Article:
To enable genome-wide CRISPR screening for targets whose inhibition induces senescence, we aimed to remove proliferating cells during the screen. The most common way to eliminate proliferating cells is by cytotoxic drugs that inhibit cell division. Alternatively, there are inducible methods, for example, based on BrdU incorporation and visible light (16), or on expression of the Herpes Simplex Virus Thymidine Kinase gene in combination with treatment with ganciclovir (17). However, the elimination of cells using these methods relies on cell-cycle arrest caused by DNA damage, which by itself may induce senescence and lead to noise in a senescence focused genetic screen. To circumvent this problem, we utilized the inducible caspase 9 system (iCasp9) that was originally developed as a safety switch for T-cell therapy (18). This construct contains the intracellular portion of the human caspase 9 protein, fused to a drug-binding domain derived from the human FK506-binding protein (FKBP; Fig. 1A). Addition of the chemical induction of dimerization (CID) drug AP20187 leads to dimerization of the caspase 9 homodimers, resulting in cellular apoptosis. To specifically induce apoptosis in proliferating cells, we needed a suitable gene promoter to drive the expression of the safety switch. Previous work from our laboratory has identified alisertib, an aurora kinase A inhibitor, as an inducer of senescence in non–small cell lung cancer A549 cells (7). We tested whether the widely-used marker of proliferation, Ki-67 (19), was reduced in expression in these cells upon induction of senescence with alisertib. Figure 1A shows that expression of mRNA for Ki-67 is strongly reduced in senescent A549 cells. We therefore generated a suicide construct that contains iCasp9 driven by the Ki-67 promoter. The resulting proliferation-driven suicide switch was combined with an IRES-RFP element to enable sorting of infected cells (Fig. 1A).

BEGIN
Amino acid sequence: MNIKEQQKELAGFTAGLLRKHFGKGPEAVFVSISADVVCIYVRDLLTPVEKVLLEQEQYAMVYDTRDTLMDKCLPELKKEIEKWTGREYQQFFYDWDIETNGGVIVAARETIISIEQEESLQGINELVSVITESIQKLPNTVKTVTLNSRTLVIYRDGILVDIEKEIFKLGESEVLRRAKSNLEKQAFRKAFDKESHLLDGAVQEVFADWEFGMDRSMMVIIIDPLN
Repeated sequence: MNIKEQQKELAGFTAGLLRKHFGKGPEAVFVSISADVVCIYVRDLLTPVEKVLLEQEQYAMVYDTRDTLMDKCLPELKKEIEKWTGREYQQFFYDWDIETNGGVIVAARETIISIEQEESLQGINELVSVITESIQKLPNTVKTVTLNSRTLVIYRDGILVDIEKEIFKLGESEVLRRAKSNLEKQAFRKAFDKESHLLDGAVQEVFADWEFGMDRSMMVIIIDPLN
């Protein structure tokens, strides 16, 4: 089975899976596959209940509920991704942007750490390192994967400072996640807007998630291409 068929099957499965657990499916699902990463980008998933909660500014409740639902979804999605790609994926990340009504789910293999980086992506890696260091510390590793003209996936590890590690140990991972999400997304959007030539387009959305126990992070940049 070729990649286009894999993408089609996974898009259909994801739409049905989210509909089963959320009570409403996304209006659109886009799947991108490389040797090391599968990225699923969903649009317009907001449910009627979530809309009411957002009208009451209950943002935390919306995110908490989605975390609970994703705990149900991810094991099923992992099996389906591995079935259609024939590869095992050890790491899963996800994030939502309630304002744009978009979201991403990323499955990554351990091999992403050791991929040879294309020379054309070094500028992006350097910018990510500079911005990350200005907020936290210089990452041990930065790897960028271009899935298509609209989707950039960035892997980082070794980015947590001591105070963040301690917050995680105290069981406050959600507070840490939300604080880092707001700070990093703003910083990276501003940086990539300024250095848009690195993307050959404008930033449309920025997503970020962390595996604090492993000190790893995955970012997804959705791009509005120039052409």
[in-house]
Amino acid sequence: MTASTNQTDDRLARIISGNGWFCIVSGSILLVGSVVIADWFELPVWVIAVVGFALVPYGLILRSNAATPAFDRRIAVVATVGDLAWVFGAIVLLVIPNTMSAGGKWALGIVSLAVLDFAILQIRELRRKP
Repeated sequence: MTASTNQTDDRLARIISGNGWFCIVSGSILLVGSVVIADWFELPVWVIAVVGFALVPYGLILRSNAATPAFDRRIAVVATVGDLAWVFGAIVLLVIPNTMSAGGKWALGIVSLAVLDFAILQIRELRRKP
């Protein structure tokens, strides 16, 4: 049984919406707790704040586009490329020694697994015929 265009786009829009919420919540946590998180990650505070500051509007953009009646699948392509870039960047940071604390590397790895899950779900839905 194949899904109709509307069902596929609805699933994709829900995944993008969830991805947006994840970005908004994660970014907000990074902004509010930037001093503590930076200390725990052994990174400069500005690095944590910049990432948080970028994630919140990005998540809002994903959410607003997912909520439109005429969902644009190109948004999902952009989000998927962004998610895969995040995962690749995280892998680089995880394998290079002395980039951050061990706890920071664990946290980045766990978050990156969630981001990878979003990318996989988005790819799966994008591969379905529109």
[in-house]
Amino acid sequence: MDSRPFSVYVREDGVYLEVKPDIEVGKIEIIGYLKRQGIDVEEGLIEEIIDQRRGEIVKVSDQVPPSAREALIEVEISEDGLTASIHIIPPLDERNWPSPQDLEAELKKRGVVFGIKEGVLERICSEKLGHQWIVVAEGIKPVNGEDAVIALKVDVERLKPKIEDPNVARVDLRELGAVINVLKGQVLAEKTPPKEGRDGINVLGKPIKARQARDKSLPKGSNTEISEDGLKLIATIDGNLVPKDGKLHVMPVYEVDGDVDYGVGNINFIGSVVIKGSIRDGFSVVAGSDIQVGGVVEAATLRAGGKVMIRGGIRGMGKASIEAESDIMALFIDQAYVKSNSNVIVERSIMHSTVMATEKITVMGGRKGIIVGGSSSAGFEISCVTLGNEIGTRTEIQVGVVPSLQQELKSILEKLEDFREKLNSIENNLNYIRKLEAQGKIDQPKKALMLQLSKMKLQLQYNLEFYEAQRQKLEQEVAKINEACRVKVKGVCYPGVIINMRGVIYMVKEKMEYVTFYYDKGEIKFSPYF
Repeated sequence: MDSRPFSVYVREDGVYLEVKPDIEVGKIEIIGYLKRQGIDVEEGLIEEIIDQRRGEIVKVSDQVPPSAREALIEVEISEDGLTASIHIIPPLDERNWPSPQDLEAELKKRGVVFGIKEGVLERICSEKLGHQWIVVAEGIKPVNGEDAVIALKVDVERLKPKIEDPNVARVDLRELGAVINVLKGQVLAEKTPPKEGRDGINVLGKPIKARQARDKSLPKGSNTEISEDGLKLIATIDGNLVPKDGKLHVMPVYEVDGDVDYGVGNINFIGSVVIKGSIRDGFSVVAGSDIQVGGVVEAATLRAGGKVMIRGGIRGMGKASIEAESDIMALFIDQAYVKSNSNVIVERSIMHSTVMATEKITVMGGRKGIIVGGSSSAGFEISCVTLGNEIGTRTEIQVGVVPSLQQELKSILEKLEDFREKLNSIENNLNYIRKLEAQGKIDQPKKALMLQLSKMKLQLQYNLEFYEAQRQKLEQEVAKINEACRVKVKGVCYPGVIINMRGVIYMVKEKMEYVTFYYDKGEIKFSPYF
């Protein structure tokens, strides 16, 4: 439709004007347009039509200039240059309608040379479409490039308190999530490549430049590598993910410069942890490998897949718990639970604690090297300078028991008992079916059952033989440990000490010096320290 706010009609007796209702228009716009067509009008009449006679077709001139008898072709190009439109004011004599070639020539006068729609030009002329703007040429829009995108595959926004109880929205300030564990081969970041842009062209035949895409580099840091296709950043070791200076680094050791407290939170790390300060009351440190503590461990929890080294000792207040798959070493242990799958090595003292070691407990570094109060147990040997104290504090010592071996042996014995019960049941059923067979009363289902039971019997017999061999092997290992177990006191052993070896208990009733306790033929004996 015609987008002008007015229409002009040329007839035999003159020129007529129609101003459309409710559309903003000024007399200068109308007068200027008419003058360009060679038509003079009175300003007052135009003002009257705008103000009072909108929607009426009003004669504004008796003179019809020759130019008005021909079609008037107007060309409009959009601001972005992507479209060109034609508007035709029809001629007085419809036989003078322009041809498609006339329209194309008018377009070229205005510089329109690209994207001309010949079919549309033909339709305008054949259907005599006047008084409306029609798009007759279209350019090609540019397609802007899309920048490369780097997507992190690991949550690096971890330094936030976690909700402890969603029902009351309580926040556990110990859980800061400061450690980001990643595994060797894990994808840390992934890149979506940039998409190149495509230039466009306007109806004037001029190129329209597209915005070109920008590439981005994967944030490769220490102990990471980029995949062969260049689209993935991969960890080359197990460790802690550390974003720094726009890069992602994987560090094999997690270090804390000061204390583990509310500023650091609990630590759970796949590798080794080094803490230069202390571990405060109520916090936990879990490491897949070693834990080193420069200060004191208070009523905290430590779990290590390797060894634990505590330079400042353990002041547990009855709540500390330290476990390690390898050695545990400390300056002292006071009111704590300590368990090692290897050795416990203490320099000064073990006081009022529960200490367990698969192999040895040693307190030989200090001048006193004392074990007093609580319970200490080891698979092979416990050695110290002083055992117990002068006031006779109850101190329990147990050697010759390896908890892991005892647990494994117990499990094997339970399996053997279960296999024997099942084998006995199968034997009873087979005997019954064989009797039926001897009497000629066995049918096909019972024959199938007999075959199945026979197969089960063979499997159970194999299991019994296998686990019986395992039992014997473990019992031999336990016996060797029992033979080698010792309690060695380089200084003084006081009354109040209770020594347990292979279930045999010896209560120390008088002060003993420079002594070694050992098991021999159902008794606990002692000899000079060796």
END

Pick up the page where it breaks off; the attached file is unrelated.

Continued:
Figure 1.

A proliferation driven suicide switch facilitates positive selection of growth-arrested populations. A, Schematic representation of the proliferation driven suicide switch plasmid and the iCasp9 homodimers. Expression of Ki-67 mRNA in A549 cells was analyzed upon treatment with 0.5 μmol/L of the senescence inducer alisertib. Error bars represent SEM of three biological replicates. B, A549-CID cells before and after 24 hours CID treatment. Alisertib treated cells were treated for 4 days with alisertib before addition of CID. Scale bars represent 100 μm. C–E, Flow cytometry analysis of A549-CID-mClover3 cells representing the cell size (C), autofluorescence (D), and signal of the miR-146a reporter (E). F–H, As in C–E, but for cells treated with alisertib for 10 days. I, Schematic overview of the CRISPR screening setup.

Figure 1.

A proliferation driven suicide switch facilitates positive selection of growth-arrested populations. A, Schematic representation of the proliferation driven suicide switch plasmid and the iCasp9 homodimers. Expression of Ki-67 mRNA in A549 cells was analyzed upon treatment with 0.5 μmol/L of the senescence inducer alisertib. Error bars represent SEM of three biological replicates. B, A549-CID cells before and after 24 hours CID treatment. Alisertib treated cells were treated for 4 days with alisertib before addition of CID. Scale bars represent 100 μm. C–E, Flow cytometry analysis of A549-CID-mClover3 cells representing the cell size (C), autofluorescence (D), and signal of the miR-146a reporter (E). F–H, As in C–E, but for cells treated with alisertib for 10 days. I, Schematic overview of the CRISPR screening setup.